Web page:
So how can we tell when a colleague is stressed out, especially when we can’t meet face-to-face while WFH?
Irene emphasises the importance of both non-verbal gestures and words.
“For instance, be mindful when a particular staff member who used to be very cheerful and engaged back in the office suddenly becomes very quiet. As a leader or manager, it is important to acquire skills to be more sensitive to people,” Irene said.
“Over Zoom meetings, I’ve detected certain behavioral signs and I would drop a text (to the person) or make a phone call right after that to say ‘hey, you look stressed, are you ok?’”
Su-Yen suggested that leaders can reach out to their team members one-on-one, as some people may not be comfortable speaking up about their problems in a group setting.
While bosses should look out for team members, the panelists agreed that leaders need to be kind to themselves too.
Keeping businesses alive
In the current economic climate, business leaders and owners are experiencing immense pressures to keep their companies afloat, and their workers employed while at the same time caring for their physical and mental welfare.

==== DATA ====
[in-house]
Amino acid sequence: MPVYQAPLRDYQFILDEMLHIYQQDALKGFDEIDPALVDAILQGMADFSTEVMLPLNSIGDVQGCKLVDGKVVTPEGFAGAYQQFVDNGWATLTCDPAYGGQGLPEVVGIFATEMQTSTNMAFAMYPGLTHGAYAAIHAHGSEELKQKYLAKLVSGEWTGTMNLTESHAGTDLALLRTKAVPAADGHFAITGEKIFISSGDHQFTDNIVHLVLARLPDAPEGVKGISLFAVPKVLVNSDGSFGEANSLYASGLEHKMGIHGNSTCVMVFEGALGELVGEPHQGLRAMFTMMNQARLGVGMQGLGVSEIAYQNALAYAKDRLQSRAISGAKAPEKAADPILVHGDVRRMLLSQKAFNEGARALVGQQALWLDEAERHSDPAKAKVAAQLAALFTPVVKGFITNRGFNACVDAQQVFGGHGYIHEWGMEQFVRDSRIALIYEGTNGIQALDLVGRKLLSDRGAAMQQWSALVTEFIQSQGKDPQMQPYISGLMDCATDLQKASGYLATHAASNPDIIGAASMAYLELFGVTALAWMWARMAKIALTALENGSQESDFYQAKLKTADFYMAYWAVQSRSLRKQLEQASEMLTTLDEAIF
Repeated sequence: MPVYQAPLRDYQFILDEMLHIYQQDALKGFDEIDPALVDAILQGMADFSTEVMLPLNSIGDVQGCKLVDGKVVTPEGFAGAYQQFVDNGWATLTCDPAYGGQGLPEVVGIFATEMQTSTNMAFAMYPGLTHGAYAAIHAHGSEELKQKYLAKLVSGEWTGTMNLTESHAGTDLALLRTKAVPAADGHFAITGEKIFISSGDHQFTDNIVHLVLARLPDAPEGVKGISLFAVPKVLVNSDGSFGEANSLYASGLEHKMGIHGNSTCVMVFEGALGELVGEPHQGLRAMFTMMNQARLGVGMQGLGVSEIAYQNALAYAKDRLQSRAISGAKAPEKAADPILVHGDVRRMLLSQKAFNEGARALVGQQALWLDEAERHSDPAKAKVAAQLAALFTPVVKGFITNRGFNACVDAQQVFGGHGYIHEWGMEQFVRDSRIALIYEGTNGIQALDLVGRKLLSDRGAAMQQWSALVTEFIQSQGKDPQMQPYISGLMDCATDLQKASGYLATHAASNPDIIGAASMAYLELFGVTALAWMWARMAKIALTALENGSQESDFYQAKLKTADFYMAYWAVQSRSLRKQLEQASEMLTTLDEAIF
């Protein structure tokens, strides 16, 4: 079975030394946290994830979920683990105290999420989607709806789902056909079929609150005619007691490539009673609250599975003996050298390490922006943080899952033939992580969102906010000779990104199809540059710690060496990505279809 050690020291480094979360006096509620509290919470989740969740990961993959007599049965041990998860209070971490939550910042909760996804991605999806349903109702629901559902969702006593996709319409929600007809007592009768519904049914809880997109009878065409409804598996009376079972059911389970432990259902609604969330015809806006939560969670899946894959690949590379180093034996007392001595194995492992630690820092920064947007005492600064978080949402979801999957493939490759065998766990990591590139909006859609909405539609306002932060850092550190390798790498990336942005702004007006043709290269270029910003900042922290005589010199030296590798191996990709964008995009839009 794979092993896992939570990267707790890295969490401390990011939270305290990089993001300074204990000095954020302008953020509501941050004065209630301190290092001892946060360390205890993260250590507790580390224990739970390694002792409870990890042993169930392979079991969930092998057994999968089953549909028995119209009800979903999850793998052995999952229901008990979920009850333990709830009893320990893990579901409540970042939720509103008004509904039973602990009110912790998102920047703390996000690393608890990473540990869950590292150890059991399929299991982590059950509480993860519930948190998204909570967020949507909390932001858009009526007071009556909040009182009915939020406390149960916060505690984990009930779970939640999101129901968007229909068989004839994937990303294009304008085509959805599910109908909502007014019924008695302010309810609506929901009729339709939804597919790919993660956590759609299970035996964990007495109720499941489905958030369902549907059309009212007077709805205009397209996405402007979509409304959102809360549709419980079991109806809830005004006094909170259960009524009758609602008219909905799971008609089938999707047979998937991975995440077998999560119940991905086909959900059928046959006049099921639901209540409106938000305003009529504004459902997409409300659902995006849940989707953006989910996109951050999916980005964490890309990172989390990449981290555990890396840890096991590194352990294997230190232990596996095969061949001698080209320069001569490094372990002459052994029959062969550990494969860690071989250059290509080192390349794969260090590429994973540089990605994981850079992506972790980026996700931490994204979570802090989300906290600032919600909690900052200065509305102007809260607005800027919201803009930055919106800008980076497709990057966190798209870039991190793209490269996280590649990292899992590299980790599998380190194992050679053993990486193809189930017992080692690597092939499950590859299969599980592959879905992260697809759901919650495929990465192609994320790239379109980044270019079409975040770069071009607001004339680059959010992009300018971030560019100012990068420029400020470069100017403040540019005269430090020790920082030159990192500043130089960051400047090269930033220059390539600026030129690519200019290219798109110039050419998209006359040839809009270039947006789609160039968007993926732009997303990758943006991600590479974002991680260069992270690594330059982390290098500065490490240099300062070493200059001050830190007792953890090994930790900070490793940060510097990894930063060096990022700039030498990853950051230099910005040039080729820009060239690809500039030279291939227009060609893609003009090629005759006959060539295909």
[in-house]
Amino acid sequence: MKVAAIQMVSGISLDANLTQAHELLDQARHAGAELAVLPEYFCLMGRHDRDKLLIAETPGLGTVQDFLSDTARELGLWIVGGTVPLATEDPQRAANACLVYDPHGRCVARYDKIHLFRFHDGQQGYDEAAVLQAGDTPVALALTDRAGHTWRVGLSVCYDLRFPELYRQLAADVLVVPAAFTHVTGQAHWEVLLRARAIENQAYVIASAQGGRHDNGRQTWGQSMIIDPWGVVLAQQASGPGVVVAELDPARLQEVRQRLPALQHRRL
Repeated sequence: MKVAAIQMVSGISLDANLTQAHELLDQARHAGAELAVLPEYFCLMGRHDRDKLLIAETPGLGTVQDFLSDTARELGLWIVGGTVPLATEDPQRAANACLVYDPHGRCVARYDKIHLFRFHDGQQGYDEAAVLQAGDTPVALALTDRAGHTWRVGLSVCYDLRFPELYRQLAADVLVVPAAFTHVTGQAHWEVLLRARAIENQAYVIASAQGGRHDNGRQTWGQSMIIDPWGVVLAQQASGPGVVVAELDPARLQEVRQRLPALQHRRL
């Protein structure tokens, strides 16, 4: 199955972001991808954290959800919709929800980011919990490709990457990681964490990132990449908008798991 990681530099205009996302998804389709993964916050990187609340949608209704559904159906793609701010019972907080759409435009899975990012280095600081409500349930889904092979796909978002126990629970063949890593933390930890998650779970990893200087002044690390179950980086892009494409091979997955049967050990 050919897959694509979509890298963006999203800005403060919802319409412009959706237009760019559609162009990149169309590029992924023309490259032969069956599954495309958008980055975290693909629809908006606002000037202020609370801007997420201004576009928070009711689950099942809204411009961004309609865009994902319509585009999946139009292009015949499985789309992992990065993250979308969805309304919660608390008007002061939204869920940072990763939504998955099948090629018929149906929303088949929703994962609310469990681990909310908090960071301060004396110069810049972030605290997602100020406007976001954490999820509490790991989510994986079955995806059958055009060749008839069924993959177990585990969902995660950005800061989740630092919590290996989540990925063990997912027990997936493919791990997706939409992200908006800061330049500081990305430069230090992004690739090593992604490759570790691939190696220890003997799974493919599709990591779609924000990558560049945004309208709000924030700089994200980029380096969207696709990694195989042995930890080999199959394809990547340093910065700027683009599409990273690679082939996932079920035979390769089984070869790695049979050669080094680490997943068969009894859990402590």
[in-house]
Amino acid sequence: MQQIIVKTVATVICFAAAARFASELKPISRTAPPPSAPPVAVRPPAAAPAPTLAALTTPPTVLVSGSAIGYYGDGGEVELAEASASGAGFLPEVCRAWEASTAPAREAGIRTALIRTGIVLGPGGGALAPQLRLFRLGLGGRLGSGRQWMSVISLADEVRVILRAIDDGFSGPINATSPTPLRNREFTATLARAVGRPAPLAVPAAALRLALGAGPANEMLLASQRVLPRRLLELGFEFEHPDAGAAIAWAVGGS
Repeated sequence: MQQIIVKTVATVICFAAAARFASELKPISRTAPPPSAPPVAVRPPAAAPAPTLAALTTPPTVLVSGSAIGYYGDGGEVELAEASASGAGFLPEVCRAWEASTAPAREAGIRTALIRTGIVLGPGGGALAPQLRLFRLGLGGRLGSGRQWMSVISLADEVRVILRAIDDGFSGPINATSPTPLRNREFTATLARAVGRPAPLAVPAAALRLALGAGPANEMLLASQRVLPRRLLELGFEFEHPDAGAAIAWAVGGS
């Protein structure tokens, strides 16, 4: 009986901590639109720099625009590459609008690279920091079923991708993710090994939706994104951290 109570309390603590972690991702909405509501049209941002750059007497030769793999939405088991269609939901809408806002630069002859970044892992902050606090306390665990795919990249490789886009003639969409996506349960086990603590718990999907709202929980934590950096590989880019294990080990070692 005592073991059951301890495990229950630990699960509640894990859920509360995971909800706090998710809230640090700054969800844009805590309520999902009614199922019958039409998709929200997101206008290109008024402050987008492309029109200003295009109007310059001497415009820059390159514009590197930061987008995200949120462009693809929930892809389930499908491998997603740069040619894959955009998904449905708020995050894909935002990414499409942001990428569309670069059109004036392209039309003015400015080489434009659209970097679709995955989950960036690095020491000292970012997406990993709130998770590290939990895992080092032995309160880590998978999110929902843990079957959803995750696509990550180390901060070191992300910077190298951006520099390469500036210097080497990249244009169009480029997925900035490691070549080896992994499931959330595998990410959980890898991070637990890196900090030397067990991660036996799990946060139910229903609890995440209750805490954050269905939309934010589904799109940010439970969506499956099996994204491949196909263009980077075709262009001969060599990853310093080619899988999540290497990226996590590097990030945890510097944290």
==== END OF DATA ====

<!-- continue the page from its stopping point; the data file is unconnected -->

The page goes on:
“The problem is too big for any one person to solve.” Su-Yen said. “So how do you bring the team together and leverage the team’s ideas to talk about survival and moving forward?”
“While everyone is naturally concerned about their jobs, we can help people participate in being solution providers and that gives people a lot more agency as well, because they feel they have control and a voice.”
Dr Wong says that many of his healthcare colleagues are on the Covid-19 frontline and that in any crisis, leadership plays an important role to help the individual cope better.
He said: “At the same time the institution ensures that there are enough resources to keep the service going – to make sure that as a community and as a country, we can assure people of the care they and their families need.”
For Irene, who works in the entertainment industry, the circuit breaker was a tough period as it saw the cancellation of almost all shows and events.
She added that her business managed to survive because she applied for various government grants. She also shared this information with other industry partners.
“If you only think for yourself, your whole industry will fail,” Irene said.
Adapting to an online work presence
To bring the social element into an online environment, businesses were forced to find creative ways to engage workers.